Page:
Ontario Premier Dalton McGuinty
Credits: BOB TYMCZYSZYN/ST. CATHARINES STANDARD/QMI AGENCY
OTTAWA - A provincial judge has slammed the "passivity" of Ontario Provincial Police who allowed aboriginal protesters to illegally block a rail line over the weekend, but Ontario Premier Dalton McGuinty has little to say on the matter.
"In our democracy we do not direct the police," McGuinty said Tuesday in Ottawa. "That would be inappropriate."
Ontario Superior Court Judge David Brown issued an injunction Saturday against 15 Idle No More protesters that blocked a rail line east of Belleville, Ont., and allegedly tampered with a crossing signal.
Instead of enforcing the order, officers waited for the protesters to disperse on their own - delaying CN freight trains and Via Rail passengers.
That doesn't pass Brown's sniff test.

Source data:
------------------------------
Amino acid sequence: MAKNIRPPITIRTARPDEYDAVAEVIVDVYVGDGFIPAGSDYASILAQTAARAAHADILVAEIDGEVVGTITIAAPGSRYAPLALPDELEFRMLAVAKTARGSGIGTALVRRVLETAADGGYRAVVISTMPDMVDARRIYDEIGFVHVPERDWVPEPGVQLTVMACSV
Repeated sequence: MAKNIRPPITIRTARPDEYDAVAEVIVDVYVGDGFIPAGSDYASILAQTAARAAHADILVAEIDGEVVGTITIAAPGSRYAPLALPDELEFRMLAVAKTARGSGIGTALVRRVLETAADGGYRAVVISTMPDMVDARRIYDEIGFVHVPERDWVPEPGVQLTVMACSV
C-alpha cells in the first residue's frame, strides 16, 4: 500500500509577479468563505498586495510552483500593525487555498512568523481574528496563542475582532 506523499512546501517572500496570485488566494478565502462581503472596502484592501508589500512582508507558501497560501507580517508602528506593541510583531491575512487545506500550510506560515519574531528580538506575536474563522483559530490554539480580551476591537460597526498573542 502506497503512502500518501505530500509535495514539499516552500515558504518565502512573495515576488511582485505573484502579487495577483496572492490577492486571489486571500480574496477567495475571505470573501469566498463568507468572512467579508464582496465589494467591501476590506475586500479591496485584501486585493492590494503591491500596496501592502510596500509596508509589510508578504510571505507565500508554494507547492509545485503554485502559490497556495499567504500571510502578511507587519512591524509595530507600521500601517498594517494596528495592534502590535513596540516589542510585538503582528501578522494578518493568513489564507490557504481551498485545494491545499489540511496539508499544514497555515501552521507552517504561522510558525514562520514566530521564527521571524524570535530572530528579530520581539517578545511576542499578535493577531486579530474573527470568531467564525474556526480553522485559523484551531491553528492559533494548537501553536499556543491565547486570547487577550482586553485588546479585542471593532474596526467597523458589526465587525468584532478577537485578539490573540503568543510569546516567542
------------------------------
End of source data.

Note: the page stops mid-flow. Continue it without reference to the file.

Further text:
"That kind of passivity by the police leads me to doubt that a future exists in this province for the use of court injunctions in cases of public demonstrations," Brown wrote in his explanation for the injunction.
McGuinty said it's best to leave operational decisions to the police.
"These kinds of issues have been resolved peacefully and I think that's a very important thing to keep in mind," he said.
The provincial police force avoided direct comment on Saturday's events, but says guidelines coming out of Ipperwash, where native protester Dudley George was shot to death by police at a provincial park in 1995, mean cops are shy to move in on protests if that could spark violence.
"Our role is to keep the peace," said Sgt. Pierre Chamberland, spokesman for the OPP.